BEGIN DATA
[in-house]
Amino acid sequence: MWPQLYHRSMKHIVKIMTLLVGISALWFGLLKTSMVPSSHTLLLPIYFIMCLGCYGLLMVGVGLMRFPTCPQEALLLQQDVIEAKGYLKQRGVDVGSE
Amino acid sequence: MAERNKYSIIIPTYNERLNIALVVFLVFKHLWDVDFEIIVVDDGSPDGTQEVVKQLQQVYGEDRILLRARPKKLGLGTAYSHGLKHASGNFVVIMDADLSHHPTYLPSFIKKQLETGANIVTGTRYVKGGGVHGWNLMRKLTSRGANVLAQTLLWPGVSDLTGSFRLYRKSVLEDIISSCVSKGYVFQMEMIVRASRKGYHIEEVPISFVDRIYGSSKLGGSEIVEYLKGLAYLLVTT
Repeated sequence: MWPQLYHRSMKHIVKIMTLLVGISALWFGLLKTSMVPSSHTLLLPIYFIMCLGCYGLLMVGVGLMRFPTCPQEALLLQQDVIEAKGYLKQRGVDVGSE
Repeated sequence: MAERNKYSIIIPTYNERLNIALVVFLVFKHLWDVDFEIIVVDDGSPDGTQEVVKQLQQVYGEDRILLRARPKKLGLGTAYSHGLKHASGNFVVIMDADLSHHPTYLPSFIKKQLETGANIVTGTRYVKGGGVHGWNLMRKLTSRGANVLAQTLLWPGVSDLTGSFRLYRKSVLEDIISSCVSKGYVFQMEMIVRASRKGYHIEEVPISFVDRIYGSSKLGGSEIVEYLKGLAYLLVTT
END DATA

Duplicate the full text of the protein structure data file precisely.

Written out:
[in-house]
Amino acid sequence: MWPQLYHRSMKHIVKIMTLLVGISALWFGLLKTSMVPSSHTLLLPIYFIMCLGCYGLLMVGVGLMRFPTCPQEALLLQQDVIEAKGYLKQRGVDVGSE
Amino acid sequence: MAERNKYSIIIPTYNERLNIALVVFLVFKHLWDVDFEIIVVDDGSPDGTQEVVKQLQQVYGEDRILLRARPKKLGLGTAYSHGLKHASGNFVVIMDADLSHHPTYLPSFIKKQLETGANIVTGTRYVKGGGVHGWNLMRKLTSRGANVLAQTLLWPGVSDLTGSFRLYRKSVLEDIISSCVSKGYVFQMEMIVRASRKGYHIEEVPISFVDRIYGSSKLGGSEIVEYLKGLAYLLVTT
Repeated sequence: MWPQLYHRSMKHIVKIMTLLVGISALWFGLLKTSMVPSSHTLLLPIYFIMCLGCYGLLMVGVGLMRFPTCPQEALLLQQDVIEAKGYLKQRGVDVGSE
Repeated sequence: MAERNKYSIIIPTYNERLNIALVVFLVFKHLWDVDFEIIVVDDGSPDGTQEVVKQLQQVYGEDRILLRARPKKLGLGTAYSHGLKHASGNFVVIMDADLSHHPTYLPSFIKKQLETGANIVTGTRYVKGGGVHGWNLMRKLTSRGANVLAQTLLWPGVSDLTGSFRLYRKSVLEDIISSCVSKGYVFQMEMIVRASRKGYHIEEVPISFVDRIYGSSKLGGSEIVEYLKGLAYLLVTT